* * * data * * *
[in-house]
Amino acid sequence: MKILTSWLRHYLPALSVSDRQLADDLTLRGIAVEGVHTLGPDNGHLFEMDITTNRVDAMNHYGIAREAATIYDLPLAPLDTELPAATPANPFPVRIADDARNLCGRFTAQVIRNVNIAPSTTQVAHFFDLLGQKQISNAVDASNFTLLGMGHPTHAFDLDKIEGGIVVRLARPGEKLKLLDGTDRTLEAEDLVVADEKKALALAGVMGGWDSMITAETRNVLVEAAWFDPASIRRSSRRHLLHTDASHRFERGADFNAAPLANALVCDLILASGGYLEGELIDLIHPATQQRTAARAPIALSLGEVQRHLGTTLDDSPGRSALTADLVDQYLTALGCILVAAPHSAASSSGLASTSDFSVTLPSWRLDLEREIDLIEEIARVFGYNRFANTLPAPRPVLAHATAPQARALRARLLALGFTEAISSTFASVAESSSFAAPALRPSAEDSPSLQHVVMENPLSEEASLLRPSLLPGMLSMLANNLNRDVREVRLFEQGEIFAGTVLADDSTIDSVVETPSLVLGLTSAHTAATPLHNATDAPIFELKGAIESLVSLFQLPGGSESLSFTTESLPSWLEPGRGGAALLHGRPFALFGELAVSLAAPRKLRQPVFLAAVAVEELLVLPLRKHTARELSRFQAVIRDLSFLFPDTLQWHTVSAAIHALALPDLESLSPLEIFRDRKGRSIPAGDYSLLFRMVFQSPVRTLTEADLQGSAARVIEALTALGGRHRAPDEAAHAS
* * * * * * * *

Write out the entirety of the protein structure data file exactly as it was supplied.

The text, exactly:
[in-house]
Amino acid sequence: MKILTSWLRHYLPALSVSDRQLADDLTLRGIAVEGVHTLGPDNGHLFEMDITTNRVDAMNHYGIAREAATIYDLPLAPLDTELPAATPANPFPVRIADDARNLCGRFTAQVIRNVNIAPSTTQVAHFFDLLGQKQISNAVDASNFTLLGMGHPTHAFDLDKIEGGIVVRLARPGEKLKLLDGTDRTLEAEDLVVADEKKALALAGVMGGWDSMITAETRNVLVEAAWFDPASIRRSSRRHLLHTDASHRFERGADFNAAPLANALVCDLILASGGYLEGELIDLIHPATQQRTAARAPIALSLGEVQRHLGTTLDDSPGRSALTADLVDQYLTALGCILVAAPHSAASSSGLASTSDFSVTLPSWRLDLEREIDLIEEIARVFGYNRFANTLPAPRPVLAHATAPQARALRARLLALGFTEAISSTFASVAESSSFAAPALRPSAEDSPSLQHVVMENPLSEEASLLRPSLLPGMLSMLANNLNRDVREVRLFEQGEIFAGTVLADDSTIDSVVETPSLVLGLTSAHTAATPLHNATDAPIFELKGAIESLVSLFQLPGGSESLSFTTESLPSWLEPGRGGAALLHGRPFALFGELAVSLAAPRKLRQPVFLAAVAVEELLVLPLRKHTARELSRFQAVIRDLSFLFPDTLQWHTVSAAIHALALPDLESLSPLEIFRDRKGRSIPAGDYSLLFRMVFQSPVRTLTEADLQGSAARVIEALTALGGRHRAPDEAAHAS